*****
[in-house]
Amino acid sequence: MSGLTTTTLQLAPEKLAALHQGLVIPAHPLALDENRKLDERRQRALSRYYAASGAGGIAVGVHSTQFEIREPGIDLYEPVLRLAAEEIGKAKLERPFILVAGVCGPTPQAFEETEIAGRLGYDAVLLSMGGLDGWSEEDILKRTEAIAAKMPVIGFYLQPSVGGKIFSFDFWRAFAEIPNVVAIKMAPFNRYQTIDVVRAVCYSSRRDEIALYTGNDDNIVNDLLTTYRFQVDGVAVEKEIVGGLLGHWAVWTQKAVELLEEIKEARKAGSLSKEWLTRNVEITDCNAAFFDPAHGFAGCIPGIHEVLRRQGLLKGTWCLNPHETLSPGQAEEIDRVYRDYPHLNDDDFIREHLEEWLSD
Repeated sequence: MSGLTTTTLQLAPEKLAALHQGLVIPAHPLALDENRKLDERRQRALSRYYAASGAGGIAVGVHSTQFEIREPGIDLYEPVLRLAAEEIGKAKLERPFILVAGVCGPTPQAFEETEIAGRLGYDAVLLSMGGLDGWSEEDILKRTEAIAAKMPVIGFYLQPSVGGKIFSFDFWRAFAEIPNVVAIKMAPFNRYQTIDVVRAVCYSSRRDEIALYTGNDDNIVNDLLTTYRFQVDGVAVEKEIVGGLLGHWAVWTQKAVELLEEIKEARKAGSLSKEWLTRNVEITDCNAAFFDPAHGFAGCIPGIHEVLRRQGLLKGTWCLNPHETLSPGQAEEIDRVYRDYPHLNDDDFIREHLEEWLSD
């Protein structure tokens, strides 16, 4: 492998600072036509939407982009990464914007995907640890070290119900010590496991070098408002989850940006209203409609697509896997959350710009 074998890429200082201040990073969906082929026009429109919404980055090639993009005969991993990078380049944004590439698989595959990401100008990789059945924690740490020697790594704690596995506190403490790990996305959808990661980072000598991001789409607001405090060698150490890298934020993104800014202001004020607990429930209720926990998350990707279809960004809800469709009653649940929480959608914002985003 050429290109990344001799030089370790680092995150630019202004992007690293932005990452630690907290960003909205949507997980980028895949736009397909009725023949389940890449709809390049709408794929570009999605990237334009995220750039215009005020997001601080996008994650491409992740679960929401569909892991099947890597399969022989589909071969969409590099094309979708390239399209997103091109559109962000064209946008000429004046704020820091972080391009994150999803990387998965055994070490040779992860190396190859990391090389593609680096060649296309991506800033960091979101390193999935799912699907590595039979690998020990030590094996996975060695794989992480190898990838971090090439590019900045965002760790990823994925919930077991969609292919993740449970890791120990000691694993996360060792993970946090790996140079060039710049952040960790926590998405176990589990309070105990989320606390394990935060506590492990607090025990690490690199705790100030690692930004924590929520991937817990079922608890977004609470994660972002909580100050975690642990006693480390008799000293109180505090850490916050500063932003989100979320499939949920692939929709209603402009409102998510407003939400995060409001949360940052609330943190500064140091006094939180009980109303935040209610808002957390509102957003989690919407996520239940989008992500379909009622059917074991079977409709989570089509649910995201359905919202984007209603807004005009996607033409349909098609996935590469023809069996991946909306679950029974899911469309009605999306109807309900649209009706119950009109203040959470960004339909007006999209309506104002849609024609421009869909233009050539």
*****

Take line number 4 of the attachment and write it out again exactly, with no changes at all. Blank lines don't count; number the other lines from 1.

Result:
């Protein structure tokens, strides 16, 4: 492998600072036509939407982009990464914007995907640890070290119900010590496991070098408002989850940006209203409609697509896997959350710009 074998890429200082201040990073969906082929026009429109919404980055090639993009005969991993990078380049944004590439698989595959990401100008990789059945924690740490020697790594704690596995506190403490790990996305959808990661980072000598991001789409607001405090060698150490890298934020993104800014202001004020607990429930209720926990998350990707279809960004809800469709009653649940929480959608914002985003 050429290109990344001799030089370790680092995150630019202004992007690293932005990452630690907290960003909205949507997980980028895949736009397909009725023949389940890449709809390049709408794929570009999605990237334009995220750039215009005020997001601080996008994650491409992740679960929401569909892991099947890597399969022989589909071969969409590099094309979708390239399209997103091109559109962000064209946008000429004046704020820091972080391009994150999803990387998965055994070490040779992860190396190859990391090389593609680096060649296309991506800033960091979101390193999935799912699907590595039979690998020990030590094996996975060695794989992480190898990838971090090439590019900045965002760790990823994925919930077991969609292919993740449970890791120990000691694993996360060792993970946090790996140079060039710049952040960790926590998405176990589990309070105990989320606390394990935060506590492990607090025990690490690199705790100030690692930004924590929520991937817990079922608890977004609470994660972002909580100050975690642990006693480390008799000293109180505090850490916050500063932003989100979320499939949920692939929709209603402009409102998510407003939400995060409001949360940052609330943190500064140091006094939180009980109303935040209610808002957390509102957003989690919407996520239940989008992500379909009622059917074991079977409709989570089509649910995201359905919202984007209603807004005009996607033409349909098609996935590469023809069996991946909306679950029974899911469309009605999306109807309900649209009706119950009109203040959470960004339909007006999209309506104002849609024609421009869909233009050539």